The Facts, Stories, and Myths of Disabilities

So, it turns out that March is not only National Women’s History month; it’s also National Disability Awareness Month. This means I get to write about more awareness related stuff! Anyway, the purpose is to share information about disabilities, be they physical or mental, to dispel stereotypes, and to learn how individual people have dealt with living with disabilities. In this blog, I am going to be looking at one book series, Disabilities:insights from across fields and around the world, that has three volumes, shelved in Reference on the first floor. And yes, I am going to be looking at all three of them, examining experiences, cultural issues and stigmas (pleasedon’t get your knowledge of mental illness from TV’s Law and Order), and the more practical and legal ways people deal with these issues. And no, I don’t think many people deal with them through being “inspirational” in a made for TV Hallmark movie. So let’s get started!

                                                    Disabilities (The Experience)

This first book is the most informational, defining what constitutes a “disability”, how they are caused, and what that means for individual people and society at large. Each chapter has a different author and a different topic, all somewhat based around information on specific types of disabilities. It ranges from “But Stroke Happens to Older People Doesn’t It?” a chapter about people in their 30s or 40s dealing with the physical and emotional aftermaths of suffering a stroke, to “Disability in Arab Societies”, a chapter about…people with disabilities in Arab societies. Both of these chapters combine general information as well as personal stories. If you’re reading this book for a paper, it also has lot of references at the end of each chapter, telling where the authors got all their information, as well as where to find more. As a start to this book series, it’s a good way to begin, laying out the groundwork for the later books that get into more details of the issues discussed. And it is a much better way to get information on normal people living with disabilities than whatever is being shown on some procedural this week.

                                       Disabilities (The Context)
 This book, while in the same series with the same themes, covers environmental, social, and cultural considerations. Where the first book was defining what exactly a disability is, this is more about how society reacts to them. Governments around the world have long struggled with how to help people with disabilities, and how much they can and should help. Or, how much people with disabilities even want help. In one chapter, called “Autonomy and Disability: A Quest for Quality of Life”, the author discusses how people with disabilities have fought to be treated like anyone else. It’s more about people with disabilities who want to be independent. More importantly, it asks how society can support people with various disabilities who want to live independently, especially children who want to learn to eventually function as adults. There is another chapter about a nurse who changes her whole perspective on research and disabilities when her brother is in a car accident and becomes brain damaged. It also provides a very harrowing look into what families go through when someone gets a brain injury, and how little support they receive in health care settings. Yeah, this book is not always super cheerful, to be honest. But, it’s not supposed to be. It’s supposed to be both informative, and personal. And this one is personal in ways that the last one was not.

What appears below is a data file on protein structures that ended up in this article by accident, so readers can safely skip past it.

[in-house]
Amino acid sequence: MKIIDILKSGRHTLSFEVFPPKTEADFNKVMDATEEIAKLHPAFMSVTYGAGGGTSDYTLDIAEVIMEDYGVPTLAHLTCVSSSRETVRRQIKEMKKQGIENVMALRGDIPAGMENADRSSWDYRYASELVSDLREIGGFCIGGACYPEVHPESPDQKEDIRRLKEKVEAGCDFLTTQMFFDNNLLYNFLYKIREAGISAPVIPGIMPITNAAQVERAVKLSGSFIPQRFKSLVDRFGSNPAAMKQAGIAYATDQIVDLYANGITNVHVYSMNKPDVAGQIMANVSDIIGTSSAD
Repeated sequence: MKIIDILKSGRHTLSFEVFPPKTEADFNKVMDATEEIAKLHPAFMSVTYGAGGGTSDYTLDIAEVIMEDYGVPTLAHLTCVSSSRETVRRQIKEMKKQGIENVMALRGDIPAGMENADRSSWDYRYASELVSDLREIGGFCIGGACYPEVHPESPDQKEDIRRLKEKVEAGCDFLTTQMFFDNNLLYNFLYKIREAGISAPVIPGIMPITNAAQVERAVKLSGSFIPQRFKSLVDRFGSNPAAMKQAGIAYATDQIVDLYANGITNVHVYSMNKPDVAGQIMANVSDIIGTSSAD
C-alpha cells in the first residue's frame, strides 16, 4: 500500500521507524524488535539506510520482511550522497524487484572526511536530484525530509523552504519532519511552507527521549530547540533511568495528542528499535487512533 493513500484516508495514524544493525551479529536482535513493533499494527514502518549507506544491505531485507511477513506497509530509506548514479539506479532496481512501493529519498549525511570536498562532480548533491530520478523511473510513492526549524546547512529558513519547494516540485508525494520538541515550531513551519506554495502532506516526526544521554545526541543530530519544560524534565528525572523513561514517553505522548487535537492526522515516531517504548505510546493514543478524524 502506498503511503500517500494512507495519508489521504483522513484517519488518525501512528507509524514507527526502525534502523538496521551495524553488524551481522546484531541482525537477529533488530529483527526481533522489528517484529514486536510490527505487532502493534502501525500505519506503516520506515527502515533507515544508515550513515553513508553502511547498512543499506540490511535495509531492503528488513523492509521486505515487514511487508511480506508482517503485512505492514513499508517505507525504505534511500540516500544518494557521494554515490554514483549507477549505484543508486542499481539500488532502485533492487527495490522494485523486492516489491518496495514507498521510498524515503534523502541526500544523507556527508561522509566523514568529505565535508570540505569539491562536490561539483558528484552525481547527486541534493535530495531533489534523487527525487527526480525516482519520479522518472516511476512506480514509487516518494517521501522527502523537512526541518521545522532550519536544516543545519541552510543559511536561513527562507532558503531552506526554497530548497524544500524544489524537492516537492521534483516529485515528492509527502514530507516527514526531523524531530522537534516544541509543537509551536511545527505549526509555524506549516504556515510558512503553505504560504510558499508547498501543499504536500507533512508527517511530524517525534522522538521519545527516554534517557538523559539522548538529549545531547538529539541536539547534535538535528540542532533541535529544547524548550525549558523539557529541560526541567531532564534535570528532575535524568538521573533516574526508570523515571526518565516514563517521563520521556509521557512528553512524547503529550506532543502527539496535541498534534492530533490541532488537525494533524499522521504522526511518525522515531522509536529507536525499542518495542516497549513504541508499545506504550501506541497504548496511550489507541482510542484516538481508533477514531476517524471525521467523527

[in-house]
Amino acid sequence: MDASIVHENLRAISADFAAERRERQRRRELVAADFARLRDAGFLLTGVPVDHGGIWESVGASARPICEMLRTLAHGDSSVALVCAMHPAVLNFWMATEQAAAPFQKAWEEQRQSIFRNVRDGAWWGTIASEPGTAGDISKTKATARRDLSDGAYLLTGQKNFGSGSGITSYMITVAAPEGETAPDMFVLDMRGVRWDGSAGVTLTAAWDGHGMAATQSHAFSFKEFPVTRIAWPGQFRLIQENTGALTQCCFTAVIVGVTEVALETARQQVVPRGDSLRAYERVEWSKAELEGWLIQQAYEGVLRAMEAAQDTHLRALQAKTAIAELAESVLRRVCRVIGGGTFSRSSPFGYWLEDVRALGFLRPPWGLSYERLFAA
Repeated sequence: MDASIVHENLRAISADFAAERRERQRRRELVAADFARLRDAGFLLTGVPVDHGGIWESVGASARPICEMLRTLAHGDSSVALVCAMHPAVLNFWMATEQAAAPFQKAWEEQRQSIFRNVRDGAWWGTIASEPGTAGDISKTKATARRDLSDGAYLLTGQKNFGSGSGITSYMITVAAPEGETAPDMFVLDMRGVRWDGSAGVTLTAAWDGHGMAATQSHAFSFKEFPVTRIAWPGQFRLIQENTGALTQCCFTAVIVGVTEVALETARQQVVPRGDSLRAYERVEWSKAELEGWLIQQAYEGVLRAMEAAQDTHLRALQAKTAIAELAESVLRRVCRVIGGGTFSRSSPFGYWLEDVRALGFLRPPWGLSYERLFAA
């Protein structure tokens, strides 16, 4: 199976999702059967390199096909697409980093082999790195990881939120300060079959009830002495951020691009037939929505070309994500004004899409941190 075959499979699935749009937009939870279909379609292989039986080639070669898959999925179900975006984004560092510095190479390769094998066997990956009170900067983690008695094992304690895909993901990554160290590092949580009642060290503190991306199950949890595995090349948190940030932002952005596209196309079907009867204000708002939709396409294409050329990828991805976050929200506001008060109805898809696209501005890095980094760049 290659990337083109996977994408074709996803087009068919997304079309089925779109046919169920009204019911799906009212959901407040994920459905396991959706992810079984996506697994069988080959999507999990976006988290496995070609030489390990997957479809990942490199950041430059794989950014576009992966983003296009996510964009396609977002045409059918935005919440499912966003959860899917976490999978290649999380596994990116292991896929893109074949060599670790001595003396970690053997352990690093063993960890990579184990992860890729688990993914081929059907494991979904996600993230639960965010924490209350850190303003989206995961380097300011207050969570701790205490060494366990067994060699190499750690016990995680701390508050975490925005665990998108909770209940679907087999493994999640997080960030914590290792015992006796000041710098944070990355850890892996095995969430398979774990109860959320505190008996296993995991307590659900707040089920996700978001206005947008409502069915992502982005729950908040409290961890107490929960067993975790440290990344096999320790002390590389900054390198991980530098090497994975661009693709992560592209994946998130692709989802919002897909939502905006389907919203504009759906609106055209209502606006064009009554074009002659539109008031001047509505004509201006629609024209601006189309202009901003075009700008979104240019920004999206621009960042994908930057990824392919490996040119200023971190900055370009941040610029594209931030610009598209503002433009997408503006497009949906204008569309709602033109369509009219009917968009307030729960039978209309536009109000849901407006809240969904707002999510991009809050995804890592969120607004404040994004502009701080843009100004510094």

Disabilities (Responses)

So this is the third in our trilogy, and the one that combines both the elements of the series, the personal stories and the facts. It is also the book that goes abroad a lot, looking at treating disabilities in elementary students in Greece, cancer related disabilities in Canada, and the increasing issues of disability in Sri Lanka, among many others. It’s mostly facts, but they’re woven into personal stories, which I think is an interesting way to talk about these issues. Plus, people don’t always think much about how different countries deal with disabilities, and it’s interesting seeing how different cultures have tried to deal with things. While the second book was about society, this one is more about political issues. It deals less with how society or individuals manage physical or mental issues, and more with how countries and governments deal with them. Some of the chapters are more like the first book, just lots of information, while some are more like the second, and are more personal. Which one is your preference? Doesn’t matter, because there are plenty of both!

All three of these books provide both information and personal stories about living with various disabilities. And with disabilities, it’s important (again, I feel like I keep repeating this)to talk about these things. People who have issues mentally and physically have long been unfairly stereotyped and overlooked, as either weak or “crazy”. The only way to for people to really get over that is to get information, and also to hear actual stories of real people who face these problems every day, and just live their lives, with turning into the killer of the week on CSI, or some awful inspirational Lifetime movie. The real life stories are much better, and rarely subject us to painful adult contemporary soundtracks.  
 
CP
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